Recent images of a Tesla Model Y release candidate with its rear hatch open has provided a small teaser of the upcoming all-electric crossover’s rear cargo space. Based on the photos, it appears that the Model Y’s primary luggage area is very generous, to the point where it almost seems comparable to that of the larger Tesla Model X. This is quite impressive, especially considering that the Model Y shares 75% of its parts with the Model 3 sedan, which is far smaller than the Model X.
The new pictures were shared on the Tesla Model Y Enthusiasts Facebook page, with members Thomas Andre Davik and Josh Jones sharing a couple of new shots from a recent Model Y sighting. Fortunately, the two Tesla enthusiasts were able to capture a photo of the vehicle with its open rear hatch, showing how much cargo space is available when the second row seats are up.
Immediately noticeable from the images was the fact that the Model Y’s luggage area is quite large. Surprisingly large, in fact, even without its additional storage space underneath the trunk itself. An image of this additional storage area shows that it is quite deep as well, possibly fitting a couple of extra bags during long drives.
Reactions from the Tesla community show that the Model Y’s cargo space may end up being a key selling point for the upcoming vehicle. Tesla Model X 90D owner and r/TeslaMotors subreddit member u/kenriko noted that the Model Y’s luggage space looks comparable in utility as his vehicle’s cargo area with its third row folded. Fellow Tesla enthusiast Christopher Pichner also remarked that the Model Y’s design makes for a cargo area that looks more usable than his 2018 Subaru Forester, which lists a 76 cu ft of luggage space versus the Model Y’s 66 cu ft.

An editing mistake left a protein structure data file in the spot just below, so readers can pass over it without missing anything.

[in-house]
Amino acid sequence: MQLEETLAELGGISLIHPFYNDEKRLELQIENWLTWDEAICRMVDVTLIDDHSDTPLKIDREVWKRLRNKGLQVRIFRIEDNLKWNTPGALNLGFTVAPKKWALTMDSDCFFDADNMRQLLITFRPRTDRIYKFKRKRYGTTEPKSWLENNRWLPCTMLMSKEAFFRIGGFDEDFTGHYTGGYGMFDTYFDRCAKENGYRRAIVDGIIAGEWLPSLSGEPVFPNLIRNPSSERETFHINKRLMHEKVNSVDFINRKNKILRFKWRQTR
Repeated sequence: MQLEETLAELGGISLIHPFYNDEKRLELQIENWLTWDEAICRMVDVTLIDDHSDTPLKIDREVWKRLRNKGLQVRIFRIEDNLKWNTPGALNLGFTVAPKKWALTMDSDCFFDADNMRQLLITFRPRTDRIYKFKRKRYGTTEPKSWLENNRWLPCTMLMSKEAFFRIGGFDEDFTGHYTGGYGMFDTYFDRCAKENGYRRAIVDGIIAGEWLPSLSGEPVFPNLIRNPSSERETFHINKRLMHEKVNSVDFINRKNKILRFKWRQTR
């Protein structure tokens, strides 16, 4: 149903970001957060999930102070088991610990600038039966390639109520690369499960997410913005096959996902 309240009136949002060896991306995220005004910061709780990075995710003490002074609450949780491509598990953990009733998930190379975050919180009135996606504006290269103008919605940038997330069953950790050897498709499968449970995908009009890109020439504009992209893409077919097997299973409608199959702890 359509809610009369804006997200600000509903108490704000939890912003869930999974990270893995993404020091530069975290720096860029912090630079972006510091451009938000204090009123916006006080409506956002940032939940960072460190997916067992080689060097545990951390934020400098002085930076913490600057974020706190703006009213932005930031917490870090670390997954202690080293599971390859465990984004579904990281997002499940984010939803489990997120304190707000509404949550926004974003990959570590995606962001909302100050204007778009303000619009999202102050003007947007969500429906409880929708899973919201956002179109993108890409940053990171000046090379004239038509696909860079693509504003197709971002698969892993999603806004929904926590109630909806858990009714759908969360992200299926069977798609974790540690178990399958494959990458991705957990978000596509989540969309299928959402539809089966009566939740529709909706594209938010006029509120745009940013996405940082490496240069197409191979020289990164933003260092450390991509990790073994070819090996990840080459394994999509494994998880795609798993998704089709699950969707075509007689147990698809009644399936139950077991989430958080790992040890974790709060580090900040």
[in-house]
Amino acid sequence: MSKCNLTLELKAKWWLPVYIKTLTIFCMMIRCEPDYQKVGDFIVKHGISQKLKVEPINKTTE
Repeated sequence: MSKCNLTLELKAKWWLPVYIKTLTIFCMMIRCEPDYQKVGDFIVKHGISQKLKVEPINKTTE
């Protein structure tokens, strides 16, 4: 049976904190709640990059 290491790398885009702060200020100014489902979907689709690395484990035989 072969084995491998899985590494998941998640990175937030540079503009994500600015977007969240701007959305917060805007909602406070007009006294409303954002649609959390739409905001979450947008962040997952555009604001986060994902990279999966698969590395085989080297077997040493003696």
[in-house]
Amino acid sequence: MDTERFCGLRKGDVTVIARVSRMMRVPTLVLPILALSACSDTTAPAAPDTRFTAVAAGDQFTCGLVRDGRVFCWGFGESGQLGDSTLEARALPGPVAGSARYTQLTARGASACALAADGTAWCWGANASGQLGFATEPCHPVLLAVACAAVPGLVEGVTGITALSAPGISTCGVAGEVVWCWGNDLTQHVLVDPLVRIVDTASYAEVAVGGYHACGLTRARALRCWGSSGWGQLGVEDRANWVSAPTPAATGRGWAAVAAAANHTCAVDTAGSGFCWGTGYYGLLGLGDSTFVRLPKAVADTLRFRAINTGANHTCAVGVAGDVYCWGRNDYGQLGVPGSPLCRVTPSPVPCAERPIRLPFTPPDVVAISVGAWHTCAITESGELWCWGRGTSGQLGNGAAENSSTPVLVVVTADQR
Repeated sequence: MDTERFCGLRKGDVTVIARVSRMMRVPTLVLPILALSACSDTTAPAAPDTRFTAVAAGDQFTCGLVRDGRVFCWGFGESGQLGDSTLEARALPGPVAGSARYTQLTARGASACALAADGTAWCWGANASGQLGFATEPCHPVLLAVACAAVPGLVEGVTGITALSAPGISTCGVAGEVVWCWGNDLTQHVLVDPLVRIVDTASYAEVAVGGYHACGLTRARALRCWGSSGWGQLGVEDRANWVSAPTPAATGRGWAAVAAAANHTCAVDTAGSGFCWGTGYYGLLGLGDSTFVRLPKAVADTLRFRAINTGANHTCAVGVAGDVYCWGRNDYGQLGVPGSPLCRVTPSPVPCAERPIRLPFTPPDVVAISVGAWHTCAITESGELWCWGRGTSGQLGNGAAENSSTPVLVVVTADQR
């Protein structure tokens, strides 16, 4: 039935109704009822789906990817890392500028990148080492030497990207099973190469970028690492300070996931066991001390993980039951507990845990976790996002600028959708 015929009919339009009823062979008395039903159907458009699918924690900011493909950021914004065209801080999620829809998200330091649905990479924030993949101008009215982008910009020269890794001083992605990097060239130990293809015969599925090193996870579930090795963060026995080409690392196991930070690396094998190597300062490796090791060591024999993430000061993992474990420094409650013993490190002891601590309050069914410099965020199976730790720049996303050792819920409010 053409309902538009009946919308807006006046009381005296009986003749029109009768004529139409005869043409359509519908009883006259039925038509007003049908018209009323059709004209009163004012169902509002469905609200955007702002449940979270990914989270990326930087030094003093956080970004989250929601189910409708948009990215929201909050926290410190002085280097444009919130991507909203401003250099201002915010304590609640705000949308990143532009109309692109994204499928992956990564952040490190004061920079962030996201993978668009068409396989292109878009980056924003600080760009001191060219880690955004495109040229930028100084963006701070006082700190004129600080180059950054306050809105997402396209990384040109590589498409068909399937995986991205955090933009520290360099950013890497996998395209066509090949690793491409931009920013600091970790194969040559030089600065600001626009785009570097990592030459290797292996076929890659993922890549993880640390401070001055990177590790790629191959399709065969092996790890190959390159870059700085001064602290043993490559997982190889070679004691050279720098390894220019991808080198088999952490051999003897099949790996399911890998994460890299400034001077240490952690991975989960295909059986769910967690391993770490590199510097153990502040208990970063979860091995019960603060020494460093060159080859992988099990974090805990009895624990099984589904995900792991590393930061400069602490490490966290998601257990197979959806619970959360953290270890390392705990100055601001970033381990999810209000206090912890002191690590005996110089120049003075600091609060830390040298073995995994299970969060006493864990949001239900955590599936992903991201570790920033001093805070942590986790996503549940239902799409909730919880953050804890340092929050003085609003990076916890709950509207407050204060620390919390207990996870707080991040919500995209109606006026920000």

These observations, while only based on a couple of new photos of the Model Y, bodes well for the upcoming all-electric crossover, as it suggests that Tesla is pretty much optimizing the vehicle’s utility as much as possible, making it more attractive to the mainstream crossover market. The comparisons to the Model X’s cargo space are quite impressive too, considering that the Model Y shares most of its parts with Tesla’s smallest vehicle today, the Model 3.
As the Model Y nears its first deliveries, it is becoming more and more evident that the vehicle is designed to disrupt an established auto market. Apart from its competitive price, the Model Y has the performance to match, with its top-tier version being capable of sprinting from 0-60 mph in 3.5 seconds. The Model Y also has a middle row pass-through feature that will allow owners to transport long items like skis without any issues. Together with a seemingly very generous trunk space, these little details may very well prove to be among the reasons why the Model Y may eventually start eating into the market of mainstream vehicles like the Honda CR-V and the Toyota RAV-4, much like the Model 3 and more affordable cars like the Toyota Corolla and the Honda Accord.